The goal of every aspiring business, whether it is a local grocery shop or a big company,
is to know and recognize it's clients. Whenever you go into a local shop, the salesperson
jumps at you and greets you. He knows you, he knows what your preferences are and he'll point
you the sales most suited for you.
Your commercial web site is no different - you should be able to recognize your
clients on the spot and lure them to what interests them most.
But alas! Your homepage is nearsighted. Or at least that's what you thought!
In this article you are going to learn the mastery of bakery - a recipe for Cookies.
What are those Cookies then?
Cookies are small text files, which are sent from your server to the client's hard drive.
Cookies are used to store information about the client, so the next times he comes we'll be able to
recognize him and his interests. Suppose you're running a big portal that covers lots of different issues
from politics to ninja turtles. You retrieve the Cookie from the client's computer and customize
your site on the spot for the client's needs, so he'll see the recent interview with Splinter right on the homepage!
Get it? Good.
Now lets get to it!
Writing a Cookie
So, how do we actually write a Cookie? Simple!
We use the
Response object like this:
Response.Cookies("Cookie") = Value
Response.Cookies("UserName") = "James Bond"
Now, suppose we want to store more than one field: simple - we use an Indexed Cookie.
That's how it's done:
Response.Cookies("Cookie")("Key") = Value
Response.Cookies("User_Info")("fname") = "James"
Response.Cookies("User_Info")("lname") = "Bond"
Response.Cookies("User_Info")("id") = "007"
If the Cookie is not existent, it will automatically be created.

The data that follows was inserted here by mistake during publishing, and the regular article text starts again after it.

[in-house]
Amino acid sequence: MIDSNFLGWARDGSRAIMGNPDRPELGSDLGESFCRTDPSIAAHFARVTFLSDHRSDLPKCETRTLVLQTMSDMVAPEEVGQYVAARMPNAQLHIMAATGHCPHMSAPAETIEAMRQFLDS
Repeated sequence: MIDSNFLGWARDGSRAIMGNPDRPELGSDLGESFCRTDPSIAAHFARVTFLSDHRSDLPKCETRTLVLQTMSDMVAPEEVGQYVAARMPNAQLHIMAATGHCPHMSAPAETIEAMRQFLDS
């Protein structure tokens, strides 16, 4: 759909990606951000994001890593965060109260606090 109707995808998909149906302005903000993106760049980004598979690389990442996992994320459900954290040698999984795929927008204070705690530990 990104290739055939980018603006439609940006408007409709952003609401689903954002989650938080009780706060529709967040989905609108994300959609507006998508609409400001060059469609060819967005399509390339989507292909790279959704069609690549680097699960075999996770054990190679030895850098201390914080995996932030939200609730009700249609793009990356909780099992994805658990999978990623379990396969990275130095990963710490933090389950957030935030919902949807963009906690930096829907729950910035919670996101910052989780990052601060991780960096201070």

If it is already existent, this code will overwrite it.
Warning: the code for writing a Cookie should appear before any HTML tag.
That's about it for writing a Cookie, but how can we read it?
Reading a Cookie
As you might have guessed, reading a Cookie is very similar to writing one. The only difference - we
For a simple Cookie:
var = Request.Cookies("Cookie")
UserName = Request.Cookies("UserName")
The Indexed Cookie is no different of course:
var = Request.Cookies("Cookie")("Key")
fname = Request.Cookies("User_Info")("fname")
lname = Request.Cookies("User_Info")("lname")
id = Request.Cookies("User_Info")("id")
Response.Write fname & lname & " logged in."
To prevent the client from keeping outdated Cookies, every Cookie has an expiration date. When this
date exceeds, the Cookie is deleted. If we don't set an expiration date for a Cookie it is
deleted when the client leaves our site.
That's how we set the expiration date:
Response.Cookies("Cookie").Expires = date
Response.Cookies("User_Info").Expires = "01/01/2003"
Now, this code is not very useful because we'll have to update it all the time.
Here's a more efficient example:
Response.Cookies("User_Info").Expires = Now() + 100
// it sets the expiration date 100 days from the current date
Sometimes we want to delete an existing Cookie. There's no direct way of doing so, but we can go
around it by setting the expiration date to an old date. Check it out:
Response.Cookies("User_Info").Expires = "01/01/1980"
Ok, we're almost there!
Another thing you should know about is the Cookie path.
Whenever you write a cookie, it saves the path of the site that generated it.
When the user revisits that site the Cookie is automatically sent to the server located in that path.
You can change the default path of the Cookie to point to another path.
Response.Cookies("User_Info").Path = NewPath
Suppose you run two applications and you want both to correspond to the same Cookies. Simply
write a Cookie and point it to your other application as well:
Response.Cookies("User_Info").Path = "http://MyServer/MySecondApp/"
Well that's the recipe!
In this article we've gone through the basic usage of Cookies. However, I merely gave you the tool, the
recipe - it's up to you to put it in good use!
You should know that not all browsers support Cookies, and some can disable it in their options.
So don't rely too much about them, try figuring a way around them or check if the user's browser supports
them - if it doesn't, notify the user!
And remember, if 50 cooks use the same recipe you still get 50 different tastes, so find your own
way to implement this one.